A temporary administrator has been appointed to oversee a seniors’ home on Vancouver Island after a number of violations were found to have been committed, including disease outbreak and neglect.
The Island Health Authority said Monday that “numerous” routine and complaint-based inspections were conducted at the 136-bed Comox Valley Seniors Village in Courtenay, and “wide-ranging and stringent” restrictions were placed on its license in June.
But three months later, officials still found an “unacceptable” number of violations of the Community Care and Assisted Living Act, and too long of a delay to address them.
“Due to the operator’s inability to meet the care expectations outlined in legislation, the board of directors has taken the extraordinary action to appoint an administrator to manage the facility,” said board of directors chair Leah Hollins in a news release.
Susan Abermann, a past leader of Island Health’s residential care services and executive director of another facility with the same owner as Comox Valley Seniors Village, will serve as administrator for six months.
The care home is owned by Retirement Concepts, which was sold to a Chinese company, Anbang Insurance Group, in 2017. The Chinese government took control of Anbang’s assets in February 2018.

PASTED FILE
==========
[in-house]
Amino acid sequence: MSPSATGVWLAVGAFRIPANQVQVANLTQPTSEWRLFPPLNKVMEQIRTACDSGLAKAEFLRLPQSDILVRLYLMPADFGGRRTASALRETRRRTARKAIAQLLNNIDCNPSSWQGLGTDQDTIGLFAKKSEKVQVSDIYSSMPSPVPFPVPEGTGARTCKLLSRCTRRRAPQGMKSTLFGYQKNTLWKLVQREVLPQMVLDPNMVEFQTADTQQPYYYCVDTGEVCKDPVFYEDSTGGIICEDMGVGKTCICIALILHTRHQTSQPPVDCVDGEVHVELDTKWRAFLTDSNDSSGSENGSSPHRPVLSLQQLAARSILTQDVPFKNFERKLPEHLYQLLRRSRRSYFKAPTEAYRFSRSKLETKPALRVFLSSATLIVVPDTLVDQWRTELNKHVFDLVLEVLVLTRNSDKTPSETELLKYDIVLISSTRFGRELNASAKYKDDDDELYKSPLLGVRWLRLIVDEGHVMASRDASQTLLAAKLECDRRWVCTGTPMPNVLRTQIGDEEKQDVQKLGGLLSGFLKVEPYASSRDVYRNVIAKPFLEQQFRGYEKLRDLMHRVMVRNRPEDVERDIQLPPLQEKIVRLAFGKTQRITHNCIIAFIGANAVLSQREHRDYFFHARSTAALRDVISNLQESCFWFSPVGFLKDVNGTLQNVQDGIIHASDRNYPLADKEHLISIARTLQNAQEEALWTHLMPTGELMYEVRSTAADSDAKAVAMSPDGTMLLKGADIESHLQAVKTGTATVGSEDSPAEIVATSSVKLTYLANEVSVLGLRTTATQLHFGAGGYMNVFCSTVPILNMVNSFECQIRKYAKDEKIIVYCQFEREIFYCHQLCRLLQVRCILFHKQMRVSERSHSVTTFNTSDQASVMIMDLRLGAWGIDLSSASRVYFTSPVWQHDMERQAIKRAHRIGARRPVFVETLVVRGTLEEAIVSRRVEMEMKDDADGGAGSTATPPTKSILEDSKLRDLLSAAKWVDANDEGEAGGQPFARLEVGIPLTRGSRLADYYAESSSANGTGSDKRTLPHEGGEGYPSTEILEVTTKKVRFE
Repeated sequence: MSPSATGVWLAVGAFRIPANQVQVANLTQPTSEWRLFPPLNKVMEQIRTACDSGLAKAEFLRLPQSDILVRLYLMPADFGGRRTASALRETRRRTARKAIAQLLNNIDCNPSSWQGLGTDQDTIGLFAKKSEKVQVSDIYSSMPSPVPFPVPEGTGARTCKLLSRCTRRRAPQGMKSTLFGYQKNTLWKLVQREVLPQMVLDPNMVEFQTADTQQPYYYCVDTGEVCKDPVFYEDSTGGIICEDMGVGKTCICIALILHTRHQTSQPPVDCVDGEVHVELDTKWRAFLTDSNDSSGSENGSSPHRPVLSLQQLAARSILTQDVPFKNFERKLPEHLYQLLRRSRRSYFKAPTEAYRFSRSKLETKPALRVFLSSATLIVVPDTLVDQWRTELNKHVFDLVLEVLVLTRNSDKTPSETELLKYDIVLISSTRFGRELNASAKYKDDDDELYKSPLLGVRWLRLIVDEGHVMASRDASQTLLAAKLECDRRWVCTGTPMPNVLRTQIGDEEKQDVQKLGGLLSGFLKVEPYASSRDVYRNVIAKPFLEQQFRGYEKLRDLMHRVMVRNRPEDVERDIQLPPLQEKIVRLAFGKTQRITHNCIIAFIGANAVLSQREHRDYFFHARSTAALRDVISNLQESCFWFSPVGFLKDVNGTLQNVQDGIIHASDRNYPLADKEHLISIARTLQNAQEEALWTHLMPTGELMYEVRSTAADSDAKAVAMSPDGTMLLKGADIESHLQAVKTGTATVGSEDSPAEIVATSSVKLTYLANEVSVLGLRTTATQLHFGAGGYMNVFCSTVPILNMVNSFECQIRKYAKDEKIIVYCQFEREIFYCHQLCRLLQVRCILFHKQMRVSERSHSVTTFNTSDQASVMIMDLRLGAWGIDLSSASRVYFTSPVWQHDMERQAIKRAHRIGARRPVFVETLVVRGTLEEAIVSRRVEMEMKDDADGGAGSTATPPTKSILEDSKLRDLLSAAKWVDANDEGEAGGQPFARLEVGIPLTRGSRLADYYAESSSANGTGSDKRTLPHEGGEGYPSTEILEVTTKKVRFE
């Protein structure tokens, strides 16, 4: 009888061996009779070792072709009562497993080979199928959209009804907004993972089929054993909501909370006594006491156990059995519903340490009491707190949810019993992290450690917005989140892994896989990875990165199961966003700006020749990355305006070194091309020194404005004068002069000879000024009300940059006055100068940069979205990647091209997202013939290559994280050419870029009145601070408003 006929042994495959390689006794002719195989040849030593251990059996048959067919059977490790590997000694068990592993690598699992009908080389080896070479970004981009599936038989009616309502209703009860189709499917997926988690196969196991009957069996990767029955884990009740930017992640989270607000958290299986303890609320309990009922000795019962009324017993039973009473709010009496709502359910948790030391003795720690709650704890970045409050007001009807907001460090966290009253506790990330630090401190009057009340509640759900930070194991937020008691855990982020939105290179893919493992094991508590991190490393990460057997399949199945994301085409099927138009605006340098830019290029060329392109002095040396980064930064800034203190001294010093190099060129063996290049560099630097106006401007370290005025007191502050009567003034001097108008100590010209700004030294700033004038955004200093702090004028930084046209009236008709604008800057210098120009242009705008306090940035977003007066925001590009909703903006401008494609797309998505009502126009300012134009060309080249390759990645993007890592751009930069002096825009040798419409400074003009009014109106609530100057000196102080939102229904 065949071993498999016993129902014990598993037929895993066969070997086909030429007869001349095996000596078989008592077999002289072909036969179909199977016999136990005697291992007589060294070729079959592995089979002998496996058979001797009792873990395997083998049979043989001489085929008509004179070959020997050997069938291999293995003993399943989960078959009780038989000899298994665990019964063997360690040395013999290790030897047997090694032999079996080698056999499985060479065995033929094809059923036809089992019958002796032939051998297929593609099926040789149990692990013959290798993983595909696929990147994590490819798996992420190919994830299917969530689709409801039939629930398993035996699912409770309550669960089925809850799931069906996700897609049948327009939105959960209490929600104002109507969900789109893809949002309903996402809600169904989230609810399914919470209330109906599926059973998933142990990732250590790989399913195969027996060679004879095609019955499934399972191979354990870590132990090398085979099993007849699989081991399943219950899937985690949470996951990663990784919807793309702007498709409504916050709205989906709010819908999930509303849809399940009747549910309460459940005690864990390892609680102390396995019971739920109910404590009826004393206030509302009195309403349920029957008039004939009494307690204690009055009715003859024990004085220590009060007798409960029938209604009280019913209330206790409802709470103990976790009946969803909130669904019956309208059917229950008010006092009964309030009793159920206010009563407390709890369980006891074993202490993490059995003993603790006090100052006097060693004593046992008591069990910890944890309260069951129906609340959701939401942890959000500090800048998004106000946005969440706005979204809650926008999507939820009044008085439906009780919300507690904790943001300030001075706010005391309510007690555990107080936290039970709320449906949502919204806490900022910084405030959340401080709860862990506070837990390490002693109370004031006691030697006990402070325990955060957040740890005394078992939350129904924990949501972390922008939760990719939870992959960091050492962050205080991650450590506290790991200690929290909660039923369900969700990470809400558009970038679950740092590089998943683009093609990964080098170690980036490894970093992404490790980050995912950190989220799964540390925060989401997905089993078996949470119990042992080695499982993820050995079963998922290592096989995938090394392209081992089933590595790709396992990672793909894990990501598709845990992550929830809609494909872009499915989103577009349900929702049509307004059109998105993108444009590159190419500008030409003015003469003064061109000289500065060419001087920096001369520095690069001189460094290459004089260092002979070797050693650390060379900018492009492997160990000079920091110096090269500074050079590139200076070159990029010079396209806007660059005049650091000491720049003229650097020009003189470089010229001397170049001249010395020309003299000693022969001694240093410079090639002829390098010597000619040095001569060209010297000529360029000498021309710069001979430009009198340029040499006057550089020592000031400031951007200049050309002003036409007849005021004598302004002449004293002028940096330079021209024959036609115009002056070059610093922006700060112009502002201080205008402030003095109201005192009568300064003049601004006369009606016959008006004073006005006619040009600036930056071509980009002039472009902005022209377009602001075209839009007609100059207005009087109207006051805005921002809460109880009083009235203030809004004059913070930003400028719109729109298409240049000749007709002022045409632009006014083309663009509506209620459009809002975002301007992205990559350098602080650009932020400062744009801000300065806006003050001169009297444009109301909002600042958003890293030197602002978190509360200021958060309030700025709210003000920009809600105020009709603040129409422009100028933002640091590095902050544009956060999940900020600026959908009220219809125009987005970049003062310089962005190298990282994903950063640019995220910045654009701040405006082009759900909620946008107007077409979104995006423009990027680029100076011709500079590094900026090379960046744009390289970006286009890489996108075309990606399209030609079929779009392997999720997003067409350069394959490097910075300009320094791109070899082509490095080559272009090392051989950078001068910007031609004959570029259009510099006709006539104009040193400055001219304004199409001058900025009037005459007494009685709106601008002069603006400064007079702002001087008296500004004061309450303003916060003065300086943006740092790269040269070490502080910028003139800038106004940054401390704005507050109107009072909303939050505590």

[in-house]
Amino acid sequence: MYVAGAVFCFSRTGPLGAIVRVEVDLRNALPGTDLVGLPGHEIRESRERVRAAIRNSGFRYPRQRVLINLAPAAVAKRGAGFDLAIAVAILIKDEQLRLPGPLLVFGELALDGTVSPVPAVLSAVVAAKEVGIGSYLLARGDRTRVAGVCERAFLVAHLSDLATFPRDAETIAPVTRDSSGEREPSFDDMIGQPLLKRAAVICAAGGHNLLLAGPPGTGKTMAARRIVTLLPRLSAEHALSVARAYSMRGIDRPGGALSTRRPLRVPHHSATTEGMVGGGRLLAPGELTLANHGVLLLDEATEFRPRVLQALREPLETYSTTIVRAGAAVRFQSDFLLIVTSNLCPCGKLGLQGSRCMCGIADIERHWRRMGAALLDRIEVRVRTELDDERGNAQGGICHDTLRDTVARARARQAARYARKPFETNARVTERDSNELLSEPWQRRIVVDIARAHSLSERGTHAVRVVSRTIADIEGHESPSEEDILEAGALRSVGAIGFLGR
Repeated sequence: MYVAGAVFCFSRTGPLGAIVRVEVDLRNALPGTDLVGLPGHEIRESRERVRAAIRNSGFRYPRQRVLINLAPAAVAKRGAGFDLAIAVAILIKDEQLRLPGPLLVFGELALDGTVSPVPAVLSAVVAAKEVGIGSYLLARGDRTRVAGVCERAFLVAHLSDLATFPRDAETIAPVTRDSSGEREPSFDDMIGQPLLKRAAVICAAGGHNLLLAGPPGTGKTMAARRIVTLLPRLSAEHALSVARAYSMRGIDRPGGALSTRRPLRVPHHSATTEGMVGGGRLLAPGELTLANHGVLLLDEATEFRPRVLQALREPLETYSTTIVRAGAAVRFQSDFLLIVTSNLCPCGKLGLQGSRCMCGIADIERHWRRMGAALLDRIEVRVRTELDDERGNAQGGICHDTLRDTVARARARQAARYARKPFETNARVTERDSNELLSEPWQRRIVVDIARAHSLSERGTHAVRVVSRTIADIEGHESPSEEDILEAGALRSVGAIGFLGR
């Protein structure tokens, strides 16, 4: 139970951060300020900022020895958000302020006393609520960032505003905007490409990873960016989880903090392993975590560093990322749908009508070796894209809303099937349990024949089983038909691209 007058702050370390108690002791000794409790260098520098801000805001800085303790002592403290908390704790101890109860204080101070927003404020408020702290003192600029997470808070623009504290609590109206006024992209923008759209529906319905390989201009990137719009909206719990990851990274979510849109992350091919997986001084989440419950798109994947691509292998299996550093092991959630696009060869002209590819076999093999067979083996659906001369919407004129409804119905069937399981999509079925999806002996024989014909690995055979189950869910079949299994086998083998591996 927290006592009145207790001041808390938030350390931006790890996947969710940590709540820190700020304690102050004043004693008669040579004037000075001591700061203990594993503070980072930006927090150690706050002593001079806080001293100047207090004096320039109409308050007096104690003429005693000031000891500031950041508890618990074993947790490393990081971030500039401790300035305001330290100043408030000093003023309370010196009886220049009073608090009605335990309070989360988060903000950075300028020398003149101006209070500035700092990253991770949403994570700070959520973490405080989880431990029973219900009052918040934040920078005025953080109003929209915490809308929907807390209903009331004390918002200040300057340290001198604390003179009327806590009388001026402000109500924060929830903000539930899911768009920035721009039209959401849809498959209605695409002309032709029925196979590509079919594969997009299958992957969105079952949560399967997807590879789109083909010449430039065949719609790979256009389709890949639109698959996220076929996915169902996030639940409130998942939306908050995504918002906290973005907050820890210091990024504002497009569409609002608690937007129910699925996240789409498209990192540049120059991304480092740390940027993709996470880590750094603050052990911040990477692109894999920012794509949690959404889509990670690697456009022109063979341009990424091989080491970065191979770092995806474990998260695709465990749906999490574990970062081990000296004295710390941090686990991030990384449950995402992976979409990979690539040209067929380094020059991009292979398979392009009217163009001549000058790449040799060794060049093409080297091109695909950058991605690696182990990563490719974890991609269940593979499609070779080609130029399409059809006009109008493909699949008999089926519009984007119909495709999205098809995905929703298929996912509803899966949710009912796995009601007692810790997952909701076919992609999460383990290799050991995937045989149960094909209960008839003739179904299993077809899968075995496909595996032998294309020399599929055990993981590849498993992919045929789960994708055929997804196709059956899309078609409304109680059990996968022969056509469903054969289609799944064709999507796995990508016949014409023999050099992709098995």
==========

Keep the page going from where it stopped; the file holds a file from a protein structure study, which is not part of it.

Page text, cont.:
The authority’s medical health officer, Dr. Charmaine Enns, filed a report outlining 45 inspections and investigations conducted from March 1 to Aug. 23 of this year – an amount she called “exceptional.”
All but five of the 35 of the completed examinations identified violations, while 10 others remain in progress, related to disease outbreak, physical and emotional abuse, neglect, insufficient staffing, improper record-keeping, and aggression between residents.
“This represents a widespread, systemic failure on the part of the licensee that will not be remedied by isolated responses to single contraventions,” Enns wrote.
“There are reasonable grounds to believe that currently there is a risk to the health and safety of persons in care at the facility.”
Don Broten, 85, has mixed dementia and has lived at the home for more than three years. In July, he nearly died after an outbreak of parainfluenza wasn’t recognized until the last minute.
“The system does work. It works long and slow and painfully, but it does in the end work,” said his wife, Delores, who started a letter-writing campaign to draw attention to problems.
“If they manage to keep the improvements that we’re looking for, there’s no reason for him not to live a lot longer.”
Anyone with concerns about conditions at a care facility should keep records and report them, she said.
“[The problems were] much bigger and more broken than we realized.”